Sustainability Boils Down to Scale

Several conversations I had at the recent Peak Prosperity conference in Sonoma, CA sparked an insight into why societies and economies thrive or fail: It All Boils Down to Scale. In a conversation with a Peak Prosperity member who goes by MemeMonkey, MemeMonkey pointed out that social / economic organizations that function well at small scales (i.e. localized) fail when scaled up and centralized (i.e. globalized).

I was immediately struck by the impact of scale on markets (Capitalism) and the state (Socialism), an ideological spectrum I’ve written about recently.

Both markets and governance function well at a small scale because those making the decisions must absorb the consequences of their actions/choices.

In large-scale centralized systems, those at the top of the wealth-power pyramid who wield the greatest influence are typically immune from the consequences of their (self-serving) decisions.

Indeed, the entire point of centralized hierarchies is to buffer top decision-makers from the consequences of their actions and choices.

This ties directly into Nassim Taleb’s most recent popularization of the critical role played by participants having “skin in the game,” i.e. exposure to the consequences of their actions and choices.

In a small localized group, it’s basically impossible for anyone, even those at the top of the local welth-power pyramid, to escape the consequences of extractive activities that disupt the local ecosystem.

For example, should overfishing destroy the local fisheries, even the leaders no longer have access to fish.

Should the leadership pursue a conflict with a neighboring tribe, the leaders are just as likely to be killed or maimed as any participant (and very possibly more likely to be killed/injured, as leaders are naturally high-value targets).

History offers many examples of leadership that suffered the consequences of their poor choices/strategies. In the catastrophic Roman defeat at Cannae, roughly a third of Rome’s entire political leadership elite was killed in combat. This is the acme of “skin in the game,” a point Taleb makes by noting that our political leadership is free to pursue wars of choice with zero risk of being killed on the battlefield. No wonder it’s so “cost-free” for leaders of highly centralized hierarchies to pursue disastrous policies: they evade any of the consequences or blowback.

In a conversation with fellow Peak Prosperity scribe Davefairtex, Dave described the centrality of the reward structure of cheating: approximately 20% of the populace experiences an outsized positive brain-chemistry reward (dopamine release) when they get away with some form of cheating–passing off a lie or deception or successfully concluding a fraud or scam.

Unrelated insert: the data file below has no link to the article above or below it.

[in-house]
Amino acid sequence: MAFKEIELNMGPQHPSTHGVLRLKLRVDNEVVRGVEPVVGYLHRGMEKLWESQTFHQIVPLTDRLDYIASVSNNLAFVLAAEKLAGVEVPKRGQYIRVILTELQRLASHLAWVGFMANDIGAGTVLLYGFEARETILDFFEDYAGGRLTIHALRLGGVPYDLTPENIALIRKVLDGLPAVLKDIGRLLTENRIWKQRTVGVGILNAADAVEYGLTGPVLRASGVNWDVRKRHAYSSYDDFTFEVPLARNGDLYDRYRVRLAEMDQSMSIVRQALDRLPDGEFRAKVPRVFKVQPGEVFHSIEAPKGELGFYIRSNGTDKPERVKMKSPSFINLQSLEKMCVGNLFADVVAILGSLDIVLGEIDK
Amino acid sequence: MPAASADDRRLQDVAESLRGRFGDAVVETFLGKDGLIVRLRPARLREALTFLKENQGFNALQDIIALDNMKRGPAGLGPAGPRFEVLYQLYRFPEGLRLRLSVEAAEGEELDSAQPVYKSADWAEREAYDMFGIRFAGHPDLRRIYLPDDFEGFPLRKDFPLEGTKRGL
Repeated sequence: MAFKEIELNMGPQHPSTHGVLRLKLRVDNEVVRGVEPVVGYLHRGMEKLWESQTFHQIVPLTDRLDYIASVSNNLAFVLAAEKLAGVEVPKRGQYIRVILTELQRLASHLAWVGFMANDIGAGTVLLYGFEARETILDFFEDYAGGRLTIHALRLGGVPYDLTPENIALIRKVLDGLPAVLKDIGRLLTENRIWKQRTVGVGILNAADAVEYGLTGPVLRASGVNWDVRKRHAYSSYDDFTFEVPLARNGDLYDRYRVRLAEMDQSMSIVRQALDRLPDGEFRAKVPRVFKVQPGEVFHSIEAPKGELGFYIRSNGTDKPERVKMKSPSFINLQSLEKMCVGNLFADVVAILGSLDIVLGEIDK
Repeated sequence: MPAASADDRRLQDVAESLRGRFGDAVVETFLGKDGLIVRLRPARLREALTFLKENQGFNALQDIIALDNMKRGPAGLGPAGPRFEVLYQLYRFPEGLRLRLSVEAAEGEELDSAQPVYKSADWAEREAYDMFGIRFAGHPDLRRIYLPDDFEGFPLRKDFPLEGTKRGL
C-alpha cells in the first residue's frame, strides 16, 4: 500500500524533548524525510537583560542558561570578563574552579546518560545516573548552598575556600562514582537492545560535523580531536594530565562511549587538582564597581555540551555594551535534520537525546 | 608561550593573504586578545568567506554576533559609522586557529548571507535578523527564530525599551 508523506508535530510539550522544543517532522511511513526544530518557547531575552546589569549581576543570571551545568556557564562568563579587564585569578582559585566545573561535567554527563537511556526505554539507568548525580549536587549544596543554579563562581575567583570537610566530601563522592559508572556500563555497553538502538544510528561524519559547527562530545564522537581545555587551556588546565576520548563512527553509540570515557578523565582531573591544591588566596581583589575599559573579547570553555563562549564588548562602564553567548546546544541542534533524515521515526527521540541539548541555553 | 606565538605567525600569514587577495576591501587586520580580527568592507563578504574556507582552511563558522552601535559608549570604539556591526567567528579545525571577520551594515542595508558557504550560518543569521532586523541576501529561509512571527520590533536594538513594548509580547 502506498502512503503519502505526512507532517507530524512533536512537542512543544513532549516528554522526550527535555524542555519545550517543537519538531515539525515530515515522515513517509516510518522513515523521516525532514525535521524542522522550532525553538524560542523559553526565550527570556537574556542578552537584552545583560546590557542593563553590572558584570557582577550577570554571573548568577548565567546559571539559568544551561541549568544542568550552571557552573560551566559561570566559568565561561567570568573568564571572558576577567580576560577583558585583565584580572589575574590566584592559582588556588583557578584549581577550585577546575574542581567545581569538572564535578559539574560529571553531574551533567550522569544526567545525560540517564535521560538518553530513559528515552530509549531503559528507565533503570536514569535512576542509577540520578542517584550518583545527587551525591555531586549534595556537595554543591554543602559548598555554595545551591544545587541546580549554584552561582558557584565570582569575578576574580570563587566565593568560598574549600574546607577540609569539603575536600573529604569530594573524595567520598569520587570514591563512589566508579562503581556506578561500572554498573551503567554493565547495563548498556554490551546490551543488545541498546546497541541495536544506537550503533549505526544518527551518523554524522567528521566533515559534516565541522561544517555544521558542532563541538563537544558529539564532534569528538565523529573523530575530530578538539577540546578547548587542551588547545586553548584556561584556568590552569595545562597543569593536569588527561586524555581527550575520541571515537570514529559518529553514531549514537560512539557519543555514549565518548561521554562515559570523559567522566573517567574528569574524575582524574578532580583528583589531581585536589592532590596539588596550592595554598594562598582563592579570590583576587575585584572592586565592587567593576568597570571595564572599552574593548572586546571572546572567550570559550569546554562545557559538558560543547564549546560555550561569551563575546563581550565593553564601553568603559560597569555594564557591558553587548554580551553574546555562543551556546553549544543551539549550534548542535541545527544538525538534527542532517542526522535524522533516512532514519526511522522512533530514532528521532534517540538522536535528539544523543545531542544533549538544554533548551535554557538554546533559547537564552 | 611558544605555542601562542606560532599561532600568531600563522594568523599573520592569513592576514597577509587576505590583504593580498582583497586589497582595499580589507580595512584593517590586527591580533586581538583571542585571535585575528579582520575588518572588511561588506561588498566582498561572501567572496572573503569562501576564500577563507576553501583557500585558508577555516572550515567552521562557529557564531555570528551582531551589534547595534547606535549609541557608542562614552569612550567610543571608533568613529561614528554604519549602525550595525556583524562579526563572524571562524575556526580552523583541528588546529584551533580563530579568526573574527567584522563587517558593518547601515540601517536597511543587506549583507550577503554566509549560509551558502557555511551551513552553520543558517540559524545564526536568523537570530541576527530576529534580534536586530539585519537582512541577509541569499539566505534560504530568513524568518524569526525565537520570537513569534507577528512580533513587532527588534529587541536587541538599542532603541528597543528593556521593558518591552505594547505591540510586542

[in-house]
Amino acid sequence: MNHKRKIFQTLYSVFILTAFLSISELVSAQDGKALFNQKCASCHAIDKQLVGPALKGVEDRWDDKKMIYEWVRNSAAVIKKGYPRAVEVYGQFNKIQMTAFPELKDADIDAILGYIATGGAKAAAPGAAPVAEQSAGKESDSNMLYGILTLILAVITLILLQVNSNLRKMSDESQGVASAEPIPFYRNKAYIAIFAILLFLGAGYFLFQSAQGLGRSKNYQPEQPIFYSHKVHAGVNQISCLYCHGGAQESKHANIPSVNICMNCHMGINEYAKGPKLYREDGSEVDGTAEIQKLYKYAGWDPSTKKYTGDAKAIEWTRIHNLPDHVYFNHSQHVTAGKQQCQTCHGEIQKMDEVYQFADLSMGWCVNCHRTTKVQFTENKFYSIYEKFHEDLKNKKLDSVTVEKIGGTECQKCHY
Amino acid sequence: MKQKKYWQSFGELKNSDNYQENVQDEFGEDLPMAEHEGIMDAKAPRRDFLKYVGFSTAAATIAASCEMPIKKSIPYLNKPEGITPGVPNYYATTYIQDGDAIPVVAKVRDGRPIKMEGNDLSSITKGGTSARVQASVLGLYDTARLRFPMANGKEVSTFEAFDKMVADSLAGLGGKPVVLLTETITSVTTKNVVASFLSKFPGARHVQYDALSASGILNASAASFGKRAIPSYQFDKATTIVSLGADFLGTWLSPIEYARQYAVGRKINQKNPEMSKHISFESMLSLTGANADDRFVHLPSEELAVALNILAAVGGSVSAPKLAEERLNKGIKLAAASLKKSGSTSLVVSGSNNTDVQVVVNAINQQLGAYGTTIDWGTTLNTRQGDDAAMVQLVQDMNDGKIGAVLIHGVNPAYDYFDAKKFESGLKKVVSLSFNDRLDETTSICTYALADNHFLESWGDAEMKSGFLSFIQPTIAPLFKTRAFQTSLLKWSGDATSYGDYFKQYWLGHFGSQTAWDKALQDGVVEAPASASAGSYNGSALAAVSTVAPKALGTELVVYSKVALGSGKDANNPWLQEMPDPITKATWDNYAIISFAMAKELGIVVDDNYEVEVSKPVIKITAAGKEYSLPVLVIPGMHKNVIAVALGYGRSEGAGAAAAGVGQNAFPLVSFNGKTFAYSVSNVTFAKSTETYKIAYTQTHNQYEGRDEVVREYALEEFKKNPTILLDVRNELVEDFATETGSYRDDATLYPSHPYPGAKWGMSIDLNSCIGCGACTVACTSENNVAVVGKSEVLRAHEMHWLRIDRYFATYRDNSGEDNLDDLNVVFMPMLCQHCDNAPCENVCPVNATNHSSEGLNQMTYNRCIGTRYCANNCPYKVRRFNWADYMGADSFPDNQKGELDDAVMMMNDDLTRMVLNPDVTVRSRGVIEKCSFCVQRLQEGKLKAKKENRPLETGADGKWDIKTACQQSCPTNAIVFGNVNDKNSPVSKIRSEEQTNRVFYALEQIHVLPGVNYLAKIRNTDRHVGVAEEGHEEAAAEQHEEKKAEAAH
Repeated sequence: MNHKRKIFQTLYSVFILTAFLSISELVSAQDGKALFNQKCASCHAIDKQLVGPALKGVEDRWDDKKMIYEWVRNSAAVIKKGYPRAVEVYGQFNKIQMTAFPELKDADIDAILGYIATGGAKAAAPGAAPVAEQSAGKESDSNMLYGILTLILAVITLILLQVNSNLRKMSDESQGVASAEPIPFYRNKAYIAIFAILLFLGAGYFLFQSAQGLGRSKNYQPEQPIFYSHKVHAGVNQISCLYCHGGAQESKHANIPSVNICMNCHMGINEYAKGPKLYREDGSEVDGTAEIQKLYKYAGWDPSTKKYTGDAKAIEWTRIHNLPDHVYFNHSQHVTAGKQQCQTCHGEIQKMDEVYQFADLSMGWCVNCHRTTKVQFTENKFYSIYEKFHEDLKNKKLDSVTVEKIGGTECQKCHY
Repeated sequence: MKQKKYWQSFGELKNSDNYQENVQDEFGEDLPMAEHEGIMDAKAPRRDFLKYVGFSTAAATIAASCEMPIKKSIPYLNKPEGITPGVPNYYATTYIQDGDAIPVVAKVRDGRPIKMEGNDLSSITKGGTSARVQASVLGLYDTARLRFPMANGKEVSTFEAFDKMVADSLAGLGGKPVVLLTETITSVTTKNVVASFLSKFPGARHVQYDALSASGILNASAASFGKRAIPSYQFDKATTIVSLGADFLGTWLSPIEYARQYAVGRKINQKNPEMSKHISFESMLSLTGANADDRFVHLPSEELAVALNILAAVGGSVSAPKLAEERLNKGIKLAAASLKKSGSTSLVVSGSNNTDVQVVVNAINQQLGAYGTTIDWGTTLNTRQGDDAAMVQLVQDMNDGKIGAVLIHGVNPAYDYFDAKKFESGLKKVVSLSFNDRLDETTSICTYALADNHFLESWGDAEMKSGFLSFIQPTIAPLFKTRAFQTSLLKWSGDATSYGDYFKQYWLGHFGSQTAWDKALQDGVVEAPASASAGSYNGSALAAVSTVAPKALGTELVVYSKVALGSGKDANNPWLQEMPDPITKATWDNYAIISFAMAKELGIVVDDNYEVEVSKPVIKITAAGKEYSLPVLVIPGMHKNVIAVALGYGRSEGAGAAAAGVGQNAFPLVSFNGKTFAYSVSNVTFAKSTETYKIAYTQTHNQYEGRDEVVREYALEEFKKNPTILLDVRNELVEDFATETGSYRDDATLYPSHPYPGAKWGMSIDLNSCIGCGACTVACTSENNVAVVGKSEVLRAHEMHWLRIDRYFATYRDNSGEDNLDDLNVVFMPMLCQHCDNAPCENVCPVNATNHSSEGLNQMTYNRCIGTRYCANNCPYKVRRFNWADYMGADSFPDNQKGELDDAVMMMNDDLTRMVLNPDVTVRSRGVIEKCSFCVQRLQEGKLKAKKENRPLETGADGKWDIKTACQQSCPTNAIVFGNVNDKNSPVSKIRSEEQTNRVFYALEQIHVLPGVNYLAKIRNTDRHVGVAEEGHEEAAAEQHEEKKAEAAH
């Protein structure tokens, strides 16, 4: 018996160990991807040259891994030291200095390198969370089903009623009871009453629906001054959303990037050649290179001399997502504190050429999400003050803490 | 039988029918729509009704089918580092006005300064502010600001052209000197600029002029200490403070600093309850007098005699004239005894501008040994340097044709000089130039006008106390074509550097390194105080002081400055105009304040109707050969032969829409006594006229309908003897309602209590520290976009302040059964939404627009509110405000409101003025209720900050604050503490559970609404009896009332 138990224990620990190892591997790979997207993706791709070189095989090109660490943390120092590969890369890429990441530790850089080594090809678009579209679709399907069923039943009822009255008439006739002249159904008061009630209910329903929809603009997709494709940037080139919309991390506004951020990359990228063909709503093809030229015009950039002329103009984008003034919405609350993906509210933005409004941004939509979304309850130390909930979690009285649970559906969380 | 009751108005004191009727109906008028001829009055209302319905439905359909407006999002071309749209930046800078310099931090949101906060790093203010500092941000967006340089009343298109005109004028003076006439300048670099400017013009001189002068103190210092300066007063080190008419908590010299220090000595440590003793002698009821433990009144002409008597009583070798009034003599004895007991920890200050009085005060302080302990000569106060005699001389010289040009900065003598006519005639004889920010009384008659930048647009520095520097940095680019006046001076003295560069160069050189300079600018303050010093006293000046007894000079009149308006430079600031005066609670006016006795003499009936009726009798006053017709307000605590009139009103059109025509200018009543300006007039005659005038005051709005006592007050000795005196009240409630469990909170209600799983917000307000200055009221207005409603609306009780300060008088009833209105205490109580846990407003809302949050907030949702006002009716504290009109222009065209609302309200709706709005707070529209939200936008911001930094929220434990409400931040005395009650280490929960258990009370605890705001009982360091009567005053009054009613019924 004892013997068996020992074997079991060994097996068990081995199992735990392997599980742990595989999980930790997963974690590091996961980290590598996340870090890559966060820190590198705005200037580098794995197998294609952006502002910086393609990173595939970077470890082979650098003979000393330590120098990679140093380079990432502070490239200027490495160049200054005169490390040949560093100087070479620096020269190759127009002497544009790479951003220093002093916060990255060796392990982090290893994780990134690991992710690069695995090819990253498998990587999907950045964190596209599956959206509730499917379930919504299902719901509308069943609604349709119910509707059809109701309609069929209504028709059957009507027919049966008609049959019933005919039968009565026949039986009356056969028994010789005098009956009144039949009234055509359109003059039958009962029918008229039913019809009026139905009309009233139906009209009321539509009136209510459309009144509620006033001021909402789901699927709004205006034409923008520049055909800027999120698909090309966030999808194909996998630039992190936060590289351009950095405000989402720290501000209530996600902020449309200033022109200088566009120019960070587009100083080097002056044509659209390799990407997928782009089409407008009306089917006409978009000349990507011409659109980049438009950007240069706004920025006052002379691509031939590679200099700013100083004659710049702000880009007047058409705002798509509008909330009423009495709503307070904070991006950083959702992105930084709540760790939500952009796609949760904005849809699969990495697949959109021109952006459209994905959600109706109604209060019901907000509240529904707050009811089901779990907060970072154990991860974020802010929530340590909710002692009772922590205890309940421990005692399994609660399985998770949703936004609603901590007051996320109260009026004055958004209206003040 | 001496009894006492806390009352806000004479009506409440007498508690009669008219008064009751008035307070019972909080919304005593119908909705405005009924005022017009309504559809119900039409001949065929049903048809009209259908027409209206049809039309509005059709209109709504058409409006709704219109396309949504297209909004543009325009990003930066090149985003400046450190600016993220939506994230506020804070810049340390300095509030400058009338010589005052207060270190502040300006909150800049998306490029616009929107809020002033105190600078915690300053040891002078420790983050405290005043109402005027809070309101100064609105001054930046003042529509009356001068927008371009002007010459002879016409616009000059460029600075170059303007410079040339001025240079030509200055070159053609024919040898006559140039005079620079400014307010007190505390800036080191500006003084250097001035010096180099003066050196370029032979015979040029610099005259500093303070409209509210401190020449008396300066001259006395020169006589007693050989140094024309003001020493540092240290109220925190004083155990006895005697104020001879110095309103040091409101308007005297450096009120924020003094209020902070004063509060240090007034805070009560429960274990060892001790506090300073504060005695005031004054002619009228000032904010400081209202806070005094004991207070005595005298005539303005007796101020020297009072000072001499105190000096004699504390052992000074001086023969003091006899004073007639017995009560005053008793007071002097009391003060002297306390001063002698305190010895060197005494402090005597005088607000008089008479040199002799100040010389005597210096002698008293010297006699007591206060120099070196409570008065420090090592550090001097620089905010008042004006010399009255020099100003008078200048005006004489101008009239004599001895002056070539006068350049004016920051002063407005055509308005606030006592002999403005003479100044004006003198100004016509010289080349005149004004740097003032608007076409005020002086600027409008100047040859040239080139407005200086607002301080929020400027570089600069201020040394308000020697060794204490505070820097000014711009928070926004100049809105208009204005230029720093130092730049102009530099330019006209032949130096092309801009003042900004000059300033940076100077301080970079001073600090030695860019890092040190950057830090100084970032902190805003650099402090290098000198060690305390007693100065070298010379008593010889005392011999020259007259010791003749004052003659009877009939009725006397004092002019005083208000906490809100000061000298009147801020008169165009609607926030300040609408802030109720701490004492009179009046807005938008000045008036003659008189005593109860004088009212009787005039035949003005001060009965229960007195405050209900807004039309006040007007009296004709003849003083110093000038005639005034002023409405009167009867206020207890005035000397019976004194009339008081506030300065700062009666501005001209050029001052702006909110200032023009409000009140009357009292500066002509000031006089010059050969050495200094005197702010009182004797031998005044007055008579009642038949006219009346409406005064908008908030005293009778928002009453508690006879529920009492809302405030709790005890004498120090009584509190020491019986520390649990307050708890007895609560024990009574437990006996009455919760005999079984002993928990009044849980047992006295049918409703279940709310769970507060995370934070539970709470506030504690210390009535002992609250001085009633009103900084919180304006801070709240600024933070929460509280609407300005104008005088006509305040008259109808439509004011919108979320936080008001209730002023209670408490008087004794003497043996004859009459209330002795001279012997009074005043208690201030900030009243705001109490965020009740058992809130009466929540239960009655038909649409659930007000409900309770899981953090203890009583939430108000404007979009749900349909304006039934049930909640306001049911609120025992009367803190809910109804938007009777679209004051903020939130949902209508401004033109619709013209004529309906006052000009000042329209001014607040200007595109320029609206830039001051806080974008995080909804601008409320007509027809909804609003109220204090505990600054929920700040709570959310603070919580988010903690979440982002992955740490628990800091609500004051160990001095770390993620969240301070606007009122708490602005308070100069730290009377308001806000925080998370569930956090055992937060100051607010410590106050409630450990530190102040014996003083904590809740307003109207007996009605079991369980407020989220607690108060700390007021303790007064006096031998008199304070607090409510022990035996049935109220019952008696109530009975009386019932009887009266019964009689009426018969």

A similar percentage of humanity is genetically predisposed to experience outsized brain-chemistry rewards for detecting and revealing cheating.

Dave also noted that human groups (and primate groups including monkeys, chimpanzees, et al.) become very agitated when group standards of fairness are flouted.

Cheating–broadly speaking, what’s known as the “free-riding problem,” as cheaters get a free ride on the work of everyone who abides by the rules and fulfills their duties– pays dividends.

Males who father children via a secret tryst with a married woman pass on their genes without having to support their offspring or the mother. Cheaters who reap unearned wealth from the group benefit by slicing off some of the income and wealth of everyone else in the group.

So there are powerful incentives to cheat and equally powerful incentives to ferret out and expose cheaters, lest the group dissolve and everyone is tossed out to face the world (and potentially hostile groups) alone.

This conversation made me realize this is partly why small-scale markets and groups succeed: cheaters must work in a small theater where their actions are more easily observed and exposed. It’s therefore much more difficult to get away with systemic cheating in small-scale organizations.

Compare this to the vast centralized hierarchies that are the controlling dynamics of our socio-political-economic system (i.e. our Mode of Production). Cheaters at the top of the wealth-power pyramid hire slick attorneys to evade consequences, or they buy political influence/protection, in effect legalizing cheating by those at the top of the pyramid in systemic ways.

Once we grasp the critical role played by scale, we conclude that centralized hierarchies cannot function effectively because their scale makes it too easy and too rewarding for those at the top of the wealth-power pyramid to cheat and evade consequences.

Only small-scale markets and structures of governance can succeed in the long run because only these small scale systems can sustainably impose “skin in the game”– consequences, accountability and oversight.

State-issued currency (“money”) is the perfection of a centralized system: here is the Venezuelan national currency the bolivar, a once-stable currency obliterated by Venezuela’s political-economic elite:

 

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